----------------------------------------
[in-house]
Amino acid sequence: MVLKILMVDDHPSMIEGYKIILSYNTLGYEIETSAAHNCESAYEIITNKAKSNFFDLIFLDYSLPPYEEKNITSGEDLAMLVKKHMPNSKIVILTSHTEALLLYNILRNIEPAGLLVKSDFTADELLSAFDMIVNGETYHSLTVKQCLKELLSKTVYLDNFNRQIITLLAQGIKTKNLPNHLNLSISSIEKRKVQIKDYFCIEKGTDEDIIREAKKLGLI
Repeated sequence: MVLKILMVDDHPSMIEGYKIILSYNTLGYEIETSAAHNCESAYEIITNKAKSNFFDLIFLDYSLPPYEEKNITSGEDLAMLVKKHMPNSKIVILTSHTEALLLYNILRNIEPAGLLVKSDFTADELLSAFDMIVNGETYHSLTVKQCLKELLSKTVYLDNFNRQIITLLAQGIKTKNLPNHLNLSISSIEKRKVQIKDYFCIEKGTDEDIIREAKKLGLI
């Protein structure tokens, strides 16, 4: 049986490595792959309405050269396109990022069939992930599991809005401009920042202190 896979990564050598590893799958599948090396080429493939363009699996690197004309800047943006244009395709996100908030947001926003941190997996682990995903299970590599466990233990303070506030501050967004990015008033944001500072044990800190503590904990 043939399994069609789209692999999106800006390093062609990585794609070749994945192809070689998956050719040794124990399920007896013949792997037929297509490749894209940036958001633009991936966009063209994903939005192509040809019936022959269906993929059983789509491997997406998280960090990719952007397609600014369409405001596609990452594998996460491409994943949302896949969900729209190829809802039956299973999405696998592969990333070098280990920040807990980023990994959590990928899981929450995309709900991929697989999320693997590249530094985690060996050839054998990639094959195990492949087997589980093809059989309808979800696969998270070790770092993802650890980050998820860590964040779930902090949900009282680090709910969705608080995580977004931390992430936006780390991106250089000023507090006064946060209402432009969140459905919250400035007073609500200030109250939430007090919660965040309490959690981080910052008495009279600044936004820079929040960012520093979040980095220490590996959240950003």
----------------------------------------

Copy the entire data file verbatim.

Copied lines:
[in-house]
Amino acid sequence: MVLKILMVDDHPSMIEGYKIILSYNTLGYEIETSAAHNCESAYEIITNKAKSNFFDLIFLDYSLPPYEEKNITSGEDLAMLVKKHMPNSKIVILTSHTEALLLYNILRNIEPAGLLVKSDFTADELLSAFDMIVNGETYHSLTVKQCLKELLSKTVYLDNFNRQIITLLAQGIKTKNLPNHLNLSISSIEKRKVQIKDYFCIEKGTDEDIIREAKKLGLI
Repeated sequence: MVLKILMVDDHPSMIEGYKIILSYNTLGYEIETSAAHNCESAYEIITNKAKSNFFDLIFLDYSLPPYEEKNITSGEDLAMLVKKHMPNSKIVILTSHTEALLLYNILRNIEPAGLLVKSDFTADELLSAFDMIVNGETYHSLTVKQCLKELLSKTVYLDNFNRQIITLLAQGIKTKNLPNHLNLSISSIEKRKVQIKDYFCIEKGTDEDIIREAKKLGLI
């Protein structure tokens, strides 16, 4: 049986490595792959309405050269396109990022069939992930599991809005401009920042202190 896979990564050598590893799958599948090396080429493939363009699996690197004309800047943006244009395709996100908030947001926003941190997996682990995903299970590599466990233990303070506030501050967004990015008033944001500072044990800190503590904990 043939399994069609789209692999999106800006390093062609990585794609070749994945192809070689998956050719040794124990399920007896013949792997037929297509490749894209940036958001633009991936966009063209994903939005192509040809019936022959269906993929059983789509491997997406998280960090990719952007397609600014369409405001596609990452594998996460491409994943949302896949969900729209190829809802039956299973999405696998592969990333070098280990920040807990980023990994959590990928899981929450995309709900991929697989999320693997590249530094985690060996050839054998990639094959195990492949087997589980093809059989309808979800696969998270070790770092993802650890980050998820860590964040779930902090949900009282680090709910969705608080995580977004931390992430936006780390991106250089000023507090006064946060209402432009969140459905919250400035007073609500200030109250939430007090919660965040309490959690981080910052008495009279600044936004820079929040960012520093979040980095220490590996959240950003």